can be significant and could substantially erode perceived Deep Cut advantageous.
A primary concern for vacuum column operation under any yield slate is coke formation. Coke
forms within vacuum towers resulting from hydrocarbon thermal degradation due to the
temperatures and residence times in the furnace, column bottoms, and column flash and wash
zones. Simply increasing the severity of operation in an effort to improve gas oil yields may
exacerbate coke formation. Column and furnace design along with operating limits must be
reviewed for acceptability and required upgrades.
Downstream unit operation can be adversely affected by HVGO quality degradation under Deep
Cut scenarios. As the residue initial boiling point is raised, increasing quantities of high
molecular weight polycyclic aromatics (PCA) or asphaltenes are drawn into the HVGO. The
presence of these compounds can be measured by quantifying the amount of material that is not
solubilized by a selected solvent. Heptane is commonly used. The HVGO Heptane Insolubles
content of the HVGO could be increased due to flash zone entrainment or ineffective wash zone
operation. If the HVGO is fed to a hydrocracker, 100 ppmw max Heptane Insolubles is a typical
limit beyond which hydrocracker catalyst deactivation, fouling and plugging is expected. VGO
FCC units are less sensitive to higher levels of Heptane Insolubles with concentrations of greater
than 2000 ppmw being acceptable.
Deep Cut operation may also increase the metals content of the HVGO. As the residue initial
boiling point increases, HVGO metals concentration typically increases as heavier organometallic species migrate up the column. Vanadium and Nickel are two primary metal
components which may be swept into HVGO under Deep Cut production. FCC units in
particular are sensitive to these materials. Vanadium negatively impacts FCC catalyst activity
through its destruction of the catalyst zeolite structure, and through its dehydrogenation catalytic
capacity which increases FCC coke formation and lowers gasoline and distillate yields through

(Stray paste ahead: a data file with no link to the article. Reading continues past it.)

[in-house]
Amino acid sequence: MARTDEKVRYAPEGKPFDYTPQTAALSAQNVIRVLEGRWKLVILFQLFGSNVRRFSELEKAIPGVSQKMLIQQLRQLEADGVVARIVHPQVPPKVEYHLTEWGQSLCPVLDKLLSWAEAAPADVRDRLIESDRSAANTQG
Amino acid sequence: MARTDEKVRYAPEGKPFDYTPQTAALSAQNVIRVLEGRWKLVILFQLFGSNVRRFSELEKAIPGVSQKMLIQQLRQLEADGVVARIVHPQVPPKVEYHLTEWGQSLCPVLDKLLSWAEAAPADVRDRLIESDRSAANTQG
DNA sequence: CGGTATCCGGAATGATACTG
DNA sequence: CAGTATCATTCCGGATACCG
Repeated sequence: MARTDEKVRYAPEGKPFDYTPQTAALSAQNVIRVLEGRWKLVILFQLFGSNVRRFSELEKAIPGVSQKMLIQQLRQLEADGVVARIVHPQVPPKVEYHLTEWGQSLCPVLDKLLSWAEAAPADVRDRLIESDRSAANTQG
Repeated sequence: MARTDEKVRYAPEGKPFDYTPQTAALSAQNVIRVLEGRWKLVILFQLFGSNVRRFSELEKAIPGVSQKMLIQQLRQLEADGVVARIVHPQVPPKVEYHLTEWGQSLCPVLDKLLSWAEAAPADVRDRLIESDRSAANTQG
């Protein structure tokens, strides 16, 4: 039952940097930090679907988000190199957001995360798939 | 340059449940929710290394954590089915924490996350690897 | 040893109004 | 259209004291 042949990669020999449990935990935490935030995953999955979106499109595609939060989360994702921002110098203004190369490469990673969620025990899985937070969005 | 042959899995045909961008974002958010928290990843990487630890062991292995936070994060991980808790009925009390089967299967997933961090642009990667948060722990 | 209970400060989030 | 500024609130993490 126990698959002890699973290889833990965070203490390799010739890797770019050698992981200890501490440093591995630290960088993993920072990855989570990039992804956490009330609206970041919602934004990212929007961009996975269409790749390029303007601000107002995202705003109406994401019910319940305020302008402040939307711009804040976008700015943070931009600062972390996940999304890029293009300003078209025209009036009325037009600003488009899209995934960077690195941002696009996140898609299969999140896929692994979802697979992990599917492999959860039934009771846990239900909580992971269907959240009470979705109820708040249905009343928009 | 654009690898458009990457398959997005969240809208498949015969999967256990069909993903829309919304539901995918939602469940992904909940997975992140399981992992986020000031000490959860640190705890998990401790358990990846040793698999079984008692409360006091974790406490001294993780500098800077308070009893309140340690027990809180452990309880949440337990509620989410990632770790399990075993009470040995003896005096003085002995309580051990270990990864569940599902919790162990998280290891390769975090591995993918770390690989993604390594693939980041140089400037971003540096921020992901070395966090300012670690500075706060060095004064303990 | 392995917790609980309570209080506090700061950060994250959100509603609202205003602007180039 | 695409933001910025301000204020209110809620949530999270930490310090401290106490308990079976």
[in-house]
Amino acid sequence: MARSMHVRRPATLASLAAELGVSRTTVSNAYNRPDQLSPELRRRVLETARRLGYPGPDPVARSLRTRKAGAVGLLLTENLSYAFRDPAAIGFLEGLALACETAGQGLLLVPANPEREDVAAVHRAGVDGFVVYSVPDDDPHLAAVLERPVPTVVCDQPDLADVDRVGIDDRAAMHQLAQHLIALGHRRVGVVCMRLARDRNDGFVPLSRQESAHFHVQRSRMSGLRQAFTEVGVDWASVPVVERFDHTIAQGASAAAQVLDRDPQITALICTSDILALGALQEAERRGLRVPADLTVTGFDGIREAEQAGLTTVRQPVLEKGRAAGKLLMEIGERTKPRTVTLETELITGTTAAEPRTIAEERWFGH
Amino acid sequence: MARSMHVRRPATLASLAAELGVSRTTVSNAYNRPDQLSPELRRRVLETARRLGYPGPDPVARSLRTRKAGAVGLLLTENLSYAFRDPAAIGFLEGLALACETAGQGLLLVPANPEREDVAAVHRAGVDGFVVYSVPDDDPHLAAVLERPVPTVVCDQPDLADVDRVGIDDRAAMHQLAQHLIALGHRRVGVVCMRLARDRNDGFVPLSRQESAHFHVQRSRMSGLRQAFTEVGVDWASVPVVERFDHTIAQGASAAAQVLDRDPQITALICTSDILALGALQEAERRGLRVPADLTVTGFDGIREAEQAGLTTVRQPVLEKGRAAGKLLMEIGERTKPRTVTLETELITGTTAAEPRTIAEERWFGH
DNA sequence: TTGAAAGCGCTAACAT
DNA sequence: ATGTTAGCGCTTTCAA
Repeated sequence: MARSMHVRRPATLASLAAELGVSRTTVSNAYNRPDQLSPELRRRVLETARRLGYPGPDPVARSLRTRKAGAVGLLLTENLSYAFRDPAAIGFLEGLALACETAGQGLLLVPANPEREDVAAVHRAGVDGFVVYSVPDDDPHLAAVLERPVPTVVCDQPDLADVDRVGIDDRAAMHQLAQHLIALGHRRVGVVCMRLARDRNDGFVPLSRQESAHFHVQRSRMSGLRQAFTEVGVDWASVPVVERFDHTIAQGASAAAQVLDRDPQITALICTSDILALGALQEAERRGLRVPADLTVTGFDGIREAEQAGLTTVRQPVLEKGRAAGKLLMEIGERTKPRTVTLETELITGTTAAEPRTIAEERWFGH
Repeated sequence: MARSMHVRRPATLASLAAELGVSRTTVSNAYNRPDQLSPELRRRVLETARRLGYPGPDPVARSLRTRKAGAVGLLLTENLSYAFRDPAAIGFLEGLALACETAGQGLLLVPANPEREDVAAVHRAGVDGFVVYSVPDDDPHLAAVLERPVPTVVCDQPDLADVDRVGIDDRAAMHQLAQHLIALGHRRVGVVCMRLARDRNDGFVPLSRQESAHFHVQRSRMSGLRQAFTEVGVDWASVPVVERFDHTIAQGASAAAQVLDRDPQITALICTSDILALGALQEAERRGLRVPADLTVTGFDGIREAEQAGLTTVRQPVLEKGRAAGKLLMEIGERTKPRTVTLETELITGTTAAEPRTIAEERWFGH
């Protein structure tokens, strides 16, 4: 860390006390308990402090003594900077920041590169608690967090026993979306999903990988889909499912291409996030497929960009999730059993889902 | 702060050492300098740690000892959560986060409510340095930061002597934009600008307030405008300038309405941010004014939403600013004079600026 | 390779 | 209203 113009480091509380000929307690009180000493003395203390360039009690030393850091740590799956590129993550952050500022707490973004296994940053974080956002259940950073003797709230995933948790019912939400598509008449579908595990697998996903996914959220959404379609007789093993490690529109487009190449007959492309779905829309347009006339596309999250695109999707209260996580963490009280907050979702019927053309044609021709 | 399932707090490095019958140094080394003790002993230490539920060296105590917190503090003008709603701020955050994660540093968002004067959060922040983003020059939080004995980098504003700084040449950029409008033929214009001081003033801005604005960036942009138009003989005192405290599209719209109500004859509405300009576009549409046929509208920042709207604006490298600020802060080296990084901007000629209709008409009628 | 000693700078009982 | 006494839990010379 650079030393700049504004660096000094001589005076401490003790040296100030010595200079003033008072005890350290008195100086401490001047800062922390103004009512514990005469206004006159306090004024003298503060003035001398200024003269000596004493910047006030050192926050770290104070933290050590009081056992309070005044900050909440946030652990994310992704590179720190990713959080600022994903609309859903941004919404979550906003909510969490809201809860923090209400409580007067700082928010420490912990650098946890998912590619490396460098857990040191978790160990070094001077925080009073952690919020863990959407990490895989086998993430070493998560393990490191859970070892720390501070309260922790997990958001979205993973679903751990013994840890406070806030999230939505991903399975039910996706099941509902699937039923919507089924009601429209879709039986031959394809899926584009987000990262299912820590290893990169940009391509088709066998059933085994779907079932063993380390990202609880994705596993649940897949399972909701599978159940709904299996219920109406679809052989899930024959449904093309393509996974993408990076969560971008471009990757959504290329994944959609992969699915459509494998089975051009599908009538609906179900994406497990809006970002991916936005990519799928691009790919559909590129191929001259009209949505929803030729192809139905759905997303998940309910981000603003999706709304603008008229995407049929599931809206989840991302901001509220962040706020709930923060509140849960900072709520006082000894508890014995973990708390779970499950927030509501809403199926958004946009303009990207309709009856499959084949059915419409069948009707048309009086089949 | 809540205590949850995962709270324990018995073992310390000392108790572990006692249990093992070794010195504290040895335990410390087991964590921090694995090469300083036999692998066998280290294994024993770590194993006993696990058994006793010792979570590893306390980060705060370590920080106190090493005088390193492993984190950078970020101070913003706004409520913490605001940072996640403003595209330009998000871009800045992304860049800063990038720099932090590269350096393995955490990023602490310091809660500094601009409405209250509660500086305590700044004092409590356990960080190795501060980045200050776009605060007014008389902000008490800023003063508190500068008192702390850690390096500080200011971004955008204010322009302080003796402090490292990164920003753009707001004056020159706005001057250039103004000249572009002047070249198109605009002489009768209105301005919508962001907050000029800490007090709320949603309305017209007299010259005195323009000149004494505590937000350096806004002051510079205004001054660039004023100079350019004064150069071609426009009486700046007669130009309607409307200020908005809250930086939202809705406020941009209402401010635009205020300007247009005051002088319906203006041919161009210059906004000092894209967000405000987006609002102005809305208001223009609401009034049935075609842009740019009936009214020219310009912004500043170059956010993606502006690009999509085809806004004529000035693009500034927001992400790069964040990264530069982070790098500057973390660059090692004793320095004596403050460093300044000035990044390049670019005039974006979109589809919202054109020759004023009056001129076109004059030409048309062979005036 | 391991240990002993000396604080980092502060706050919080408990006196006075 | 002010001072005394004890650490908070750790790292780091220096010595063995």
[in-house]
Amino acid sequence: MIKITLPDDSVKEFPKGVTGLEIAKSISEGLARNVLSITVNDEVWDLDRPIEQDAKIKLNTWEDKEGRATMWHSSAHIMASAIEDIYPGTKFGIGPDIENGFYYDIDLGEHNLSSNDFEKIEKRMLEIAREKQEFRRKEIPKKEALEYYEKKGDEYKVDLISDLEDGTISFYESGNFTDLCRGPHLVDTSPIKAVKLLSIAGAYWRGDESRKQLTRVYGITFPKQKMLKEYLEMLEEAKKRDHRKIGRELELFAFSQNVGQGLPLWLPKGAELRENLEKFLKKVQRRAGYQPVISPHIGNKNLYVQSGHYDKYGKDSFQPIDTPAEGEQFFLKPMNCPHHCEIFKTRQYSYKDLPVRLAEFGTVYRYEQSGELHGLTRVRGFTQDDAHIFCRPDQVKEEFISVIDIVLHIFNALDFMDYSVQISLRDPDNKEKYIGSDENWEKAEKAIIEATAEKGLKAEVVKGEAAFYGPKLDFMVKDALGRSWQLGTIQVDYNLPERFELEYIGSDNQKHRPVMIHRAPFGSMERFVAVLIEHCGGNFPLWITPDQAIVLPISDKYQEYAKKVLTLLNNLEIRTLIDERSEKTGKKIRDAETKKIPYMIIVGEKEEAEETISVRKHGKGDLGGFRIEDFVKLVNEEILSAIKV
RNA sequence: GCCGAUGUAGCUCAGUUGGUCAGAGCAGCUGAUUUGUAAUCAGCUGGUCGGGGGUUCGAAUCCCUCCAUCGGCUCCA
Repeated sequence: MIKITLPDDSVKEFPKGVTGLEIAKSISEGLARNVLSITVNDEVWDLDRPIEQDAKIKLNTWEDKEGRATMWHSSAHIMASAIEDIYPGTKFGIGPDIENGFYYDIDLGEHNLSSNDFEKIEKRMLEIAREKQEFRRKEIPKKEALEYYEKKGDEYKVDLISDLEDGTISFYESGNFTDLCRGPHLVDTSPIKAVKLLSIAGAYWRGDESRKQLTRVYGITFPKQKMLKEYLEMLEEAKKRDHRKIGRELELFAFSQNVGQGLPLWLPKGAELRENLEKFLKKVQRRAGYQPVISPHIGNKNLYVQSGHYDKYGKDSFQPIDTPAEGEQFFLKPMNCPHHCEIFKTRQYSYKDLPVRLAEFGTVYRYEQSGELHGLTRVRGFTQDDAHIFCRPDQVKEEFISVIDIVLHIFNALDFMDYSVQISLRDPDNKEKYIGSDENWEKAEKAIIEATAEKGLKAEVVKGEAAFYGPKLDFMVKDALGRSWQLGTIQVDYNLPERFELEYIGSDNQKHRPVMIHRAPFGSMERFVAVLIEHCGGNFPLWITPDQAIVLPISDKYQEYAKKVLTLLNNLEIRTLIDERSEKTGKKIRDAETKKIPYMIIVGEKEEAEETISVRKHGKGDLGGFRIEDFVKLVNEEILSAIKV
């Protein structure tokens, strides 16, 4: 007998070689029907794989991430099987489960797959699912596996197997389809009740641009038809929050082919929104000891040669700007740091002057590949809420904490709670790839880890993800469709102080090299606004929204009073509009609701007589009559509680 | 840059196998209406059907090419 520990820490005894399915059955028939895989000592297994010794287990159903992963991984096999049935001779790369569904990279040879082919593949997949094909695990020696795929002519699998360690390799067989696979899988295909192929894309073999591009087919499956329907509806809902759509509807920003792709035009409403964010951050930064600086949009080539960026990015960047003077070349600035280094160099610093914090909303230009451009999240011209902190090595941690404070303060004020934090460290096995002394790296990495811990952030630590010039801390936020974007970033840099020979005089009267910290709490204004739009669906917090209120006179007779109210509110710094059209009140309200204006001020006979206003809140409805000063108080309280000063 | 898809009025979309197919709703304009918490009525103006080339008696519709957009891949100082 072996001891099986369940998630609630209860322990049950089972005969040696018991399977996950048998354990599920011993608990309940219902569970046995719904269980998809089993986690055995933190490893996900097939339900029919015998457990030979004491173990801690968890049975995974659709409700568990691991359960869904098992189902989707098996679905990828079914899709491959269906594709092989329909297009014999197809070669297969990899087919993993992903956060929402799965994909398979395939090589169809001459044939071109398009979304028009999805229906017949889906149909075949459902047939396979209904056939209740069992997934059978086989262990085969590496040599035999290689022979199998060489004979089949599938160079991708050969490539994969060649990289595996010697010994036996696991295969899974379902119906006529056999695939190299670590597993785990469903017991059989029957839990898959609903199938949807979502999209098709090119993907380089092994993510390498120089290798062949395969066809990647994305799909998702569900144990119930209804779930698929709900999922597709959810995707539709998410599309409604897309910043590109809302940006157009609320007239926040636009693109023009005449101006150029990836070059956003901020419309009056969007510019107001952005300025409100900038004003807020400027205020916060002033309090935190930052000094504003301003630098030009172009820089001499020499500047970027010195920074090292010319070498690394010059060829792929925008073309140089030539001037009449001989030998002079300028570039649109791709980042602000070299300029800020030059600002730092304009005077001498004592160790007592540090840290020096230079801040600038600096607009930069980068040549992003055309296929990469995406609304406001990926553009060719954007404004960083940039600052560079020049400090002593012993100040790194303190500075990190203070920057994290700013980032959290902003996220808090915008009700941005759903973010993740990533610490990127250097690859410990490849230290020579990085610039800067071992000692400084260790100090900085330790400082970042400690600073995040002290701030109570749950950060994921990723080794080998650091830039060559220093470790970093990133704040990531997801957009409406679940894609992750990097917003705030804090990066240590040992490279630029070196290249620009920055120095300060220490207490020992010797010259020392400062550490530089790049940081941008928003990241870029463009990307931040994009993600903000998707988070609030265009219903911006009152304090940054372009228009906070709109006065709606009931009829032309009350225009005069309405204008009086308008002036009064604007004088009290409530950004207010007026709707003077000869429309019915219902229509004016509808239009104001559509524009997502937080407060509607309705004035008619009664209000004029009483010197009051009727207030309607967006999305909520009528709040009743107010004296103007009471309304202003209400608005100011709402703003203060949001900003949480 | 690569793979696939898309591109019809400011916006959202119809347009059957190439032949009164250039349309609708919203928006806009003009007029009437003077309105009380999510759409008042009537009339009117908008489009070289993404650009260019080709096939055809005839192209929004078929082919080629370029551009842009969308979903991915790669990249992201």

increased off gas production. Nickel catalyzes dehydrogenation reactions to a greater degree than
Vanadium. Methods exist for mitigating feed Vanadium and Nickel contamination in FCC units;
these costs should be included in Deep Cut analyses where applicable.
HVGO sulfur and nitrogen content may also increase in Deep Cut scenarios. The primary result
of these increases is added treating loads; sulfur and H2S removal systems may require review.
Increased sulfur and nitrogen composition will also raise hydroprocessing reactor heat release
and hydrogen uptake. Basic nitrogen compounds can temporarily poison FCC catalyst through
interference with catalytic acid sites. These compounds are rejected as NOx from the regenerator
and from the CO boiler.

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Residue composition is also affected by Deep Cut operation. Increasing the residue initial boiling
point clearly results in a heavier bottoms product with a higher molecular weight. The average
concentration of contaminants, such as metals, will likely go up with front end material removal.
Conradson Carbon will increase and downstream yields may shift to higher coke production.

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Summary
Fully evaluating the benefits of deep cut vacuum tower operation requires an engineering study.
The crude type, furnace, tower, exchanger, and vacuum jet equipment all play important roles in
the ultimate capacity, low pressure capability, and revamp cost of each specific unit. Specific
conclusions cannot be reliably made without studying all of these and other factors. However,
scoping economic judgments can be made to determine project feasibilities and potential project
payouts. Accurate feed characterization in concert with effective process simulation are key
factors in Deep Cut option evaluation.

Please contact the authors at:


Stratus Engineering, Inc.